Rates of a super-STI which can cause infertility in women have soared 60-fold over the last decade, official figures revealed today.
More than 5,000 cases of mycoplasma genitalium — which is becoming resistant to drugs — were logged in England in 2021.
By comparison, just 79 cases of MG were recorded when experts first proved it was a sexually transmitted infection seven years ago.
Despite being discovered in the 1980s, very few people, even doctors, knew about it until very recently.
Mycoplasma genitalium, also known as M. genitalium or M. gen, causes serious symptoms including infertility, but is resistant to four different types of antibiotics. It is estimated that up to one in five sexually active US citizens could have it
The data revealed that MG rates have soared by a fifth in a year in the space of one year, from 4,230 in 2020 to 5,109 in 2021. However, they are still slightly lower than pre-pandemic rates, with medics logging a sharp decline in STIs as lockdowns and social distancing reduced sexual activity. MG rates had been rising by up to five-fold year-on-year before the pandemic struck, with 431 cases in 2017, 1,981 in 2018 and 5,331 in 2019
HOW PREVALENT ARE STIS IN ENGLAND?
There were 311,604 STIs diagnosed in 2021, according to data from the UK Health Security Agency.
The figure is 0.5 per cent higher than 2020 but a third lower than pre-Covid levels, when 440,000 were diagnosed, on average, each year.
However, testing rates are lower than they were before the pandemic, which may mean some cases are slipping under the radar.
Genital Herpes: 21,649
Mycoplasma genitalium: 5,109
Non-specific genital infection: 14,471
Pelvic inflammatory disease and epididymitis: 10,437
Chlamydial pelvic inflammatory disease and epididymitis: 853
Genital warts: 28,280
Other new STI diagnoses: 13,630
That is because it is commonly misdiagnosed as chlamydia.
This mistake has allowed the bacteria to quietly grow stronger and spread under the radar.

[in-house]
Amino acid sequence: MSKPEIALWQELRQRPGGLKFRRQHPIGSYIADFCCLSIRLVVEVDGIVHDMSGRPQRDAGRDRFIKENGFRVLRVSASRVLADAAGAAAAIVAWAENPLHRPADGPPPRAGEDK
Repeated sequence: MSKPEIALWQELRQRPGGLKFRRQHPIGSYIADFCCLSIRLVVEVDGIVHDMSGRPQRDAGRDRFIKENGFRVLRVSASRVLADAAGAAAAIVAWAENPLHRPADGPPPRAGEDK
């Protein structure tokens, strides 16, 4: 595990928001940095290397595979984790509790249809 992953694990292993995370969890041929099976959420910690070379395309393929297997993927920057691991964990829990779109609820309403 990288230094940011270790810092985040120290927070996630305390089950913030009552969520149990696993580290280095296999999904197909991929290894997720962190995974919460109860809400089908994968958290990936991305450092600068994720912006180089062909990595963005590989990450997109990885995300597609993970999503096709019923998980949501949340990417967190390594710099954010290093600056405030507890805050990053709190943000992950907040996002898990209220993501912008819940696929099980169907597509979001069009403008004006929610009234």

And because it has been treated with the wrong drugs, it is growing resistant to antibiotics.
Some strains are already able to evade potent medicines, meaning patients have to take different drugs to clear the infection.
Most people who carry MG have no symptoms — but can still pass it onto others.
Bad cases can cause painful inflammation and watery discharge for men.
But the STI can be more serious for women, potentially causing womb scarring that leaves them infertile.
Today’s MG figures were released by the UK Health Security Agency, which monitors STI rates across England.
The data revealed that MG rates have soared by a fifth in the space of one year, from 4,230 in 2020 to 5,109 in 2021.
However, they are still slightly lower than pre-pandemic rates.
Medics logged a sharp decline in STIs across the board as lockdowns and social distancing rules reduced sexual activity.
The UKHSA stats also show that there was 311,604 new diagnoses of STIs in England in 2021.
This was up by 0.5 per cent from 309,921 in 2020.
The figure is a third lower than pre-Covid.
For comparison, an average of 440,000 new STIs were logged in the five years before the virus first sparked chaos.
Overall, one in 172 men (1.6 per cent higher than 2020) and one in 207 women (14.9 per cent lower than 2020) found out they had an STI in 2021.
However, charities warned that testing rates are still lagging behind pre-Covid levels.
The UKHSA data revealed that there was a ‘marked’ eight per cent rise in syphilis cases last year, with 7,506 new diagnoses compared to 6,923 in 2020. The UKHSA reported that cases had nearly returned to pre-pandemic levels and ‘exceeded them’ in some parts of England
Some 51,074 gonorrhoea cases were diagnosed in 2021, up by 841 from 2020. However, rates are still below pre-pandemic, with a peak of 70,908 annual cases logged in 2019